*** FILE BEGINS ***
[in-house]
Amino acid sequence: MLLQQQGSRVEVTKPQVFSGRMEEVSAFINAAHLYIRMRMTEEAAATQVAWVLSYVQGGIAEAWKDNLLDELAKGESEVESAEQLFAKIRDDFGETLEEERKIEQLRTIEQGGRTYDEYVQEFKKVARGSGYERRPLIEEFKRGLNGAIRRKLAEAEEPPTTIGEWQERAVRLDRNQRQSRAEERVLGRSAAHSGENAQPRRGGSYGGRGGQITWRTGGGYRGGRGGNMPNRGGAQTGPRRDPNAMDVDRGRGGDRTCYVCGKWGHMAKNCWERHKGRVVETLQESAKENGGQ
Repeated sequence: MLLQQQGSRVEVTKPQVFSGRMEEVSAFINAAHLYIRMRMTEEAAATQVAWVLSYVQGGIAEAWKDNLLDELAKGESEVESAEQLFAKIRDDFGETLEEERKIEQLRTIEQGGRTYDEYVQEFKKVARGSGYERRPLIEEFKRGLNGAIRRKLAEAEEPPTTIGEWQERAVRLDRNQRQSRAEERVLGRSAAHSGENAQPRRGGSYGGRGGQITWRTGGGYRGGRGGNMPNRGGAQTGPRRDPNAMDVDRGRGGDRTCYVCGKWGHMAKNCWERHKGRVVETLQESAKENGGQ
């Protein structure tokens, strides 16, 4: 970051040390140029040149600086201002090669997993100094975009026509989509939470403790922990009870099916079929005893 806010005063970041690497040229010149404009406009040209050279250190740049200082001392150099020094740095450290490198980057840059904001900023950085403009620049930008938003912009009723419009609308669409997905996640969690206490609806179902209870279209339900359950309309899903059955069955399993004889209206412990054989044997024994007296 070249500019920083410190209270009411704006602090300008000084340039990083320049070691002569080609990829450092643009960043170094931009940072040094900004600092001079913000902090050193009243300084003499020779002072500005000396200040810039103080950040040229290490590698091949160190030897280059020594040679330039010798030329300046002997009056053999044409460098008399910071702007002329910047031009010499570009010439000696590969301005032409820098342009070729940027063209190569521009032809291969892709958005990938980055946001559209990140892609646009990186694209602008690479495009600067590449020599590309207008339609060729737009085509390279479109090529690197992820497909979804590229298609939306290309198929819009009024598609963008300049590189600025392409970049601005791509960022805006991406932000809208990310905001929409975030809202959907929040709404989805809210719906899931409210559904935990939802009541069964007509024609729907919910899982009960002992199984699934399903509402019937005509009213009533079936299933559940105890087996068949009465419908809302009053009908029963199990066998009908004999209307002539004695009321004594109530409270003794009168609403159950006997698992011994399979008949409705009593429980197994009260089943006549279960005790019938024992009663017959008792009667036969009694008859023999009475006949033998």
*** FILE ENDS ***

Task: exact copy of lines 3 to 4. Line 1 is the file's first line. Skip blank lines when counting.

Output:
Repeated sequence: MLLQQQGSRVEVTKPQVFSGRMEEVSAFINAAHLYIRMRMTEEAAATQVAWVLSYVQGGIAEAWKDNLLDELAKGESEVESAEQLFAKIRDDFGETLEEERKIEQLRTIEQGGRTYDEYVQEFKKVARGSGYERRPLIEEFKRGLNGAIRRKLAEAEEPPTTIGEWQERAVRLDRNQRQSRAEERVLGRSAAHSGENAQPRRGGSYGGRGGQITWRTGGGYRGGRGGNMPNRGGAQTGPRRDPNAMDVDRGRGGDRTCYVCGKWGHMAKNCWERHKGRVVETLQESAKENGGQ
């Protein structure tokens, strides 16, 4: 970051040390140029040149600086201002090669997993100094975009026509989509939470403790922990009870099916079929005893 806010005063970041690497040229010149404009406009040209050279250190740049200082001392150099020094740095450290490198980057840059904001900023950085403009620049930008938003912009009723419009609308669409997905996640969690206490609806179902209870279209339900359950309309899903059955069955399993004889209206412990054989044997024994007296 070249500019920083410190209270009411704006602090300008000084340039990083320049070691002569080609990829450092643009960043170094931009940072040094900004600092001079913000902090050193009243300084003499020779002072500005000396200040810039103080950040040229290490590698091949160190030897280059020594040679330039010798030329300046002997009056053999044409460098008399910071702007002329910047031009010499570009010439000696590969301005032409820098342009070729940027063209190569521009032809291969892709958005990938980055946001559209990140892609646009990186694209602008690479495009600067590449020599590309207008339609060729737009085509390279479109090529690197992820497909979804590229298609939306290309198929819009009024598609963008300049590189600025392409970049601005791509960022805006991406932000809208990310905001929409975030809202959907929040709404989805809210719906899931409210559904935990939802009541069964007509024609729907919910899982009960002992199984699934399903509402019937005509009213009533079936299933559940105890087996068949009465419908809302009053009908029963199990066998009908004999209307002539004695009321004594109530409270003794009168609403159950006997698992011994399979008949409705009593429980197994009260089943006549279960005790019938024992009663017959008792009667036969009694008859023999009475006949033998």